Our elected officials are ignoring the threats from climate change Consider the following: According to the National ynn arks Oceanic and Atmospheric Administration, the planet has just come ..the blizzards are through the warmest decade, the warmest 12 months, the warmest just part of the extreme six months, and the warmest April, May, and June on record. precipitation events Nine nations have so far set that are becoming more their all-time temperature records in 2010, including Russia (111 deand more common grees), Niger (118), Sudan (121), Saudi Arabia and Iraq (126 in both), and Pakistan, which also Parts of our peninsula are experiencing set the new all-time record in May: a hair crop-killing drought; other sections of the under 130 degrees. Let me repeat that: 130 country are having deluges of rain. That degrees. — extremes in precipitation — is exactly And in late July, the U.S. Senate dewhat climate change scientists have been cided to do nothing — nothing!!! — about predicting. climate change, preserving a perfect twoAnd the fact that this follows a wild decade bipartisan record of no action. winter, with blizzards and periods of deep Senate majority leader Harry Reid did not cold, is no contraindication of climate even schedule a vote on legislation that change, as some would claim. “Climate” would have capped carbon emissions. is observed over a long period of time; Senators, every last one of them, should “weather” is what happens day to day. A be absolutely ashamed. climate report released in 2009 said that Here on Delmarva, temperatures are the U.S. average temperature has risen soaring. How many heat waves have we more than 2 degrees over the past 50 had this summer? years.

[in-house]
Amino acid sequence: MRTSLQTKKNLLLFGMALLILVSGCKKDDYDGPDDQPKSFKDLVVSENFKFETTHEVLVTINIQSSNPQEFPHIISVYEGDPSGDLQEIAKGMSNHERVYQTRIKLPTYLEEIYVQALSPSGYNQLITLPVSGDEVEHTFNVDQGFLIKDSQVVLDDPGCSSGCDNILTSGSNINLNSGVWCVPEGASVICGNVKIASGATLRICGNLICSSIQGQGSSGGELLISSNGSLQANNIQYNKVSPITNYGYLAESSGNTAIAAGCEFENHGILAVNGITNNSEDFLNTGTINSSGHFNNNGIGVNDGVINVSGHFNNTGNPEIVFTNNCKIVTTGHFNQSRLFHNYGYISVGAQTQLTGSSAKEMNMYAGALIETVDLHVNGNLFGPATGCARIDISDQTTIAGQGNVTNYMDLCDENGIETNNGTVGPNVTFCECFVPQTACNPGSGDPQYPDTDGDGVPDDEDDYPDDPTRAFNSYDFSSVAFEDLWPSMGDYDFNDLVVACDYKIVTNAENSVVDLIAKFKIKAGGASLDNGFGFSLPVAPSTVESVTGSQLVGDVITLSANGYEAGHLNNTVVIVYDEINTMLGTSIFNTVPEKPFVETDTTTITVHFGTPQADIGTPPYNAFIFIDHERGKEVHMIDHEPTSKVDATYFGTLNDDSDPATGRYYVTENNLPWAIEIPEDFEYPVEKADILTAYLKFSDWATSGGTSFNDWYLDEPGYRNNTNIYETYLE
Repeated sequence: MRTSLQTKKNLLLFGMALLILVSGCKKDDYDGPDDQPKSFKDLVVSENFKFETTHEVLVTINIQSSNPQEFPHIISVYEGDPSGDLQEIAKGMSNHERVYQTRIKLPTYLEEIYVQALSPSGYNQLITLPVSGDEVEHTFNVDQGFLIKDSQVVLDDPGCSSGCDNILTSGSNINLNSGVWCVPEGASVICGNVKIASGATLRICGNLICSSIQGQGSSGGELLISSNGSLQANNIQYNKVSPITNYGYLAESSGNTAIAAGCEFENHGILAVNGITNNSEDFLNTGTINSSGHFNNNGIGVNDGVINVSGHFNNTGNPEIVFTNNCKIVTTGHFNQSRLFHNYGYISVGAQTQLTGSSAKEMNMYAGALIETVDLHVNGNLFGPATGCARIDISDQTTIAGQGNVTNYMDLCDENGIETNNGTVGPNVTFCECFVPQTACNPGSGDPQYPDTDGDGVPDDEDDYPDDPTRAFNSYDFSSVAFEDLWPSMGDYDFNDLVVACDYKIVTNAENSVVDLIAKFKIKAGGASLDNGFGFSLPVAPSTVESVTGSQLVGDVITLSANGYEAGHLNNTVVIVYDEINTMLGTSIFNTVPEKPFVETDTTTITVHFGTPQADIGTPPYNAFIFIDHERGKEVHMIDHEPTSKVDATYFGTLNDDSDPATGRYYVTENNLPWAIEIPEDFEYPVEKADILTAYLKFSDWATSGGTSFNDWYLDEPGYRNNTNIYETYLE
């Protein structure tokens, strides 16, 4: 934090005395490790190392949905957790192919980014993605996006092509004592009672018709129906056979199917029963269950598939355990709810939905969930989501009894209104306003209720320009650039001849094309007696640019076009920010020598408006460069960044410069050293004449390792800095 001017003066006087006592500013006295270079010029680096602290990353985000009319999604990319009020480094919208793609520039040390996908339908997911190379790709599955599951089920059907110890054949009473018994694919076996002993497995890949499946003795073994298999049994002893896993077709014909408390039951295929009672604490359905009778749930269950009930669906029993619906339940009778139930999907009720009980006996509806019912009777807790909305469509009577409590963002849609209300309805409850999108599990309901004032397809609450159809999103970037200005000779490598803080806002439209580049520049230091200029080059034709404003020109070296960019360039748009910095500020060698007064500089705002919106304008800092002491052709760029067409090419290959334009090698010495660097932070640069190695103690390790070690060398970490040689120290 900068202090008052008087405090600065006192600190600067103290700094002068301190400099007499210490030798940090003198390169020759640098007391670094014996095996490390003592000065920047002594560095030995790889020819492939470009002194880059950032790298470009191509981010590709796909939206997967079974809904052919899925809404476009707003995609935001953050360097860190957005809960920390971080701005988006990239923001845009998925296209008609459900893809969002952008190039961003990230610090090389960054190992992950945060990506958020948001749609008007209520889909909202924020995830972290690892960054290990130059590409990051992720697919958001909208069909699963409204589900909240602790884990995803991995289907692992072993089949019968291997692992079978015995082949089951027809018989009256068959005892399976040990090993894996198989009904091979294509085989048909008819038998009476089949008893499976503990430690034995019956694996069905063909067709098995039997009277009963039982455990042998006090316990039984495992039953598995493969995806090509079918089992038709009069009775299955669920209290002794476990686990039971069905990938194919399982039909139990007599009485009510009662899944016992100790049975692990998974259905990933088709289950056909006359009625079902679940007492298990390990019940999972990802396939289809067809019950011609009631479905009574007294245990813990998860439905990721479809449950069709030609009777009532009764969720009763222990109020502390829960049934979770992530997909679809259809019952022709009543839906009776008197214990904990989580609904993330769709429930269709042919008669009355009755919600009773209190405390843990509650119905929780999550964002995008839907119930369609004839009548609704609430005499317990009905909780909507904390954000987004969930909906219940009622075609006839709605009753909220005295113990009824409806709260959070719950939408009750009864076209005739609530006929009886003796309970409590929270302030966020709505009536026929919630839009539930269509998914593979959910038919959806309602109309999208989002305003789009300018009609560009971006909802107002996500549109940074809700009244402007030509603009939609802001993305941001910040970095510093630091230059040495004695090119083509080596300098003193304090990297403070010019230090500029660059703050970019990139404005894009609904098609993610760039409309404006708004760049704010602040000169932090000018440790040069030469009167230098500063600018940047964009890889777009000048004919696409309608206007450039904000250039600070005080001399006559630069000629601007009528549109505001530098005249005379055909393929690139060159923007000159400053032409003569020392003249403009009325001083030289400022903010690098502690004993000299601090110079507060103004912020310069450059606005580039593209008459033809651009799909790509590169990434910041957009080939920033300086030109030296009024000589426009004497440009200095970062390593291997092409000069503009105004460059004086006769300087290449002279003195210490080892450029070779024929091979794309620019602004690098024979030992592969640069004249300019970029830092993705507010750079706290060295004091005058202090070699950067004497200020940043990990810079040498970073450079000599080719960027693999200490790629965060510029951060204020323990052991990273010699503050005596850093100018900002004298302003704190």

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A cold day doesn’t disprove climate change theory just as a calm day in Baghdad doesn’t mean there’s peace there. And the blizzards that we had in February are just part of the extreme precipitation events that are becoming more and more common. All of this is happening because we are steadily putting carbon dioxide and other greenhouse gases into the atmosphere, and those gases are acting like a blanket, trapping heat. Scientists can measure the carbon dioxide in the air and can pinpoint its source through analysis of its isotopes. So we know that the CO2 isn’t there through some fluke of nature. We need to cut our carbon emissions, and we need to do it as soon as possible. I can’t use the word that climate change guru Bill McKibben uses in his most re-

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Look-In Glass Shoppe sale uniform and shoe sale

The Look-In Glass Shoppe at Nanticoke Memorial Hospital is holding a uniform and shoe sale. All of the latest in uniforms, scrubs and shoes for the medical professional will be available. The sale will be held in the lobby of Nanticoke Memorial Hospital on Thursday, Aug. 19, 7 a.m. to 4 p.m. and Friday, Aug. 20, 7 a.m. to 3 p.m. Payroll deductions for purchases are available for eligible Nanticoke Health Services employees. All proceeds from The Look-In Glass Shoppe benefit Nanticoke Health Services.

cent post to his website, 350.org. It isn’t fit for a family newspaper. Let me just say that I am absolutely furious at the Senate’s inaction. McKibben urges us to turn our anger into action. “We need to tell the truth, resolutely and constantly,” he says in his posting. “Fossil fuel is wrecking the one earth we’ve got. If we want a world that works, we’re going to have to raise our voices.” Well, consider my voice raised. For whatever good it will do, I’m urging our politicians, national, state and local, to read about climate change, to understand it and to act to protect us from it. If nothing is done, if climate change continues unabated, government, whether large or small, will be utterly incapable of protecting us from the consequences.

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It’s time to get in touch with your inner locavore